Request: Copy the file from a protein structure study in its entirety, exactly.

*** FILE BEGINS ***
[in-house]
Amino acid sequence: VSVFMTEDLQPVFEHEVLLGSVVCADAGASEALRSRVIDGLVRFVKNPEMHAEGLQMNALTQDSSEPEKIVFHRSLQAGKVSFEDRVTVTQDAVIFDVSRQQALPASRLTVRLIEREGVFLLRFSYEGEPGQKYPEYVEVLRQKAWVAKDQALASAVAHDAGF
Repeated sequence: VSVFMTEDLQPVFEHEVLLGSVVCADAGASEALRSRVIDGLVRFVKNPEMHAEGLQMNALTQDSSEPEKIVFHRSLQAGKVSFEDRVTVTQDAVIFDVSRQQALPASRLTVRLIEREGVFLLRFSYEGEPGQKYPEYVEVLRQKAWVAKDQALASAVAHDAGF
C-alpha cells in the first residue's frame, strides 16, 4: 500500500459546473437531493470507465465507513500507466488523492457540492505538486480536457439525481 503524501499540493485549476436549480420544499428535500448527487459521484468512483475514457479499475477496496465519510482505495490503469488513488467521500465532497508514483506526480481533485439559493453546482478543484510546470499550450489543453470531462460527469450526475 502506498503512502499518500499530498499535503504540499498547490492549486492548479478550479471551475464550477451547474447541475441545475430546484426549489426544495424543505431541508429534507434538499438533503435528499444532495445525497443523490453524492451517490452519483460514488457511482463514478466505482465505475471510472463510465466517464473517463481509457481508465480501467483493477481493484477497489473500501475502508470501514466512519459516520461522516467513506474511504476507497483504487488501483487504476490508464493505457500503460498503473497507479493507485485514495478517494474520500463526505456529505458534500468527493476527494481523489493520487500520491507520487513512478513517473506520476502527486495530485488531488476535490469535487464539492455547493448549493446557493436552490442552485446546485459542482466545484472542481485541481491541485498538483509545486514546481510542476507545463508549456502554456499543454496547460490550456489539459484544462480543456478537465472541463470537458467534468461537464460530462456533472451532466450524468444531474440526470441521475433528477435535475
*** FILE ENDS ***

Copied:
[in-house]
Amino acid sequence: VSVFMTEDLQPVFEHEVLLGSVVCADAGASEALRSRVIDGLVRFVKNPEMHAEGLQMNALTQDSSEPEKIVFHRSLQAGKVSFEDRVTVTQDAVIFDVSRQQALPASRLTVRLIEREGVFLLRFSYEGEPGQKYPEYVEVLRQKAWVAKDQALASAVAHDAGF
Repeated sequence: VSVFMTEDLQPVFEHEVLLGSVVCADAGASEALRSRVIDGLVRFVKNPEMHAEGLQMNALTQDSSEPEKIVFHRSLQAGKVSFEDRVTVTQDAVIFDVSRQQALPASRLTVRLIEREGVFLLRFSYEGEPGQKYPEYVEVLRQKAWVAKDQALASAVAHDAGF
C-alpha cells in the first residue's frame, strides 16, 4: 500500500459546473437531493470507465465507513500507466488523492457540492505538486480536457439525481 503524501499540493485549476436549480420544499428535500448527487459521484468512483475514457479499475477496496465519510482505495490503469488513488467521500465532497508514483506526480481533485439559493453546482478543484510546470499550450489543453470531462460527469450526475 502506498503512502499518500499530498499535503504540499498547490492549486492548479478550479471551475464550477451547474447541475441545475430546484426549489426544495424543505431541508429534507434538499438533503435528499444532495445525497443523490453524492451517490452519483460514488457511482463514478466505482465505475471510472463510465466517464473517463481509457481508465480501467483493477481493484477497489473500501475502508470501514466512519459516520461522516467513506474511504476507497483504487488501483487504476490508464493505457500503460498503473497507479493507485485514495478517494474520500463526505456529505458534500468527493476527494481523489493520487500520491507520487513512478513517473506520476502527486495530485488531488476535490469535487464539492455547493448549493446557493436552490442552485446546485459542482466545484472542481485541481491541485498538483509545486514546481510542476507545463508549456502554456499543454496547460490550456489539459484544462480543456478537465472541463470537458467534468461537464460530462456533472451532466450524468444531474440526470441521475433528477435535475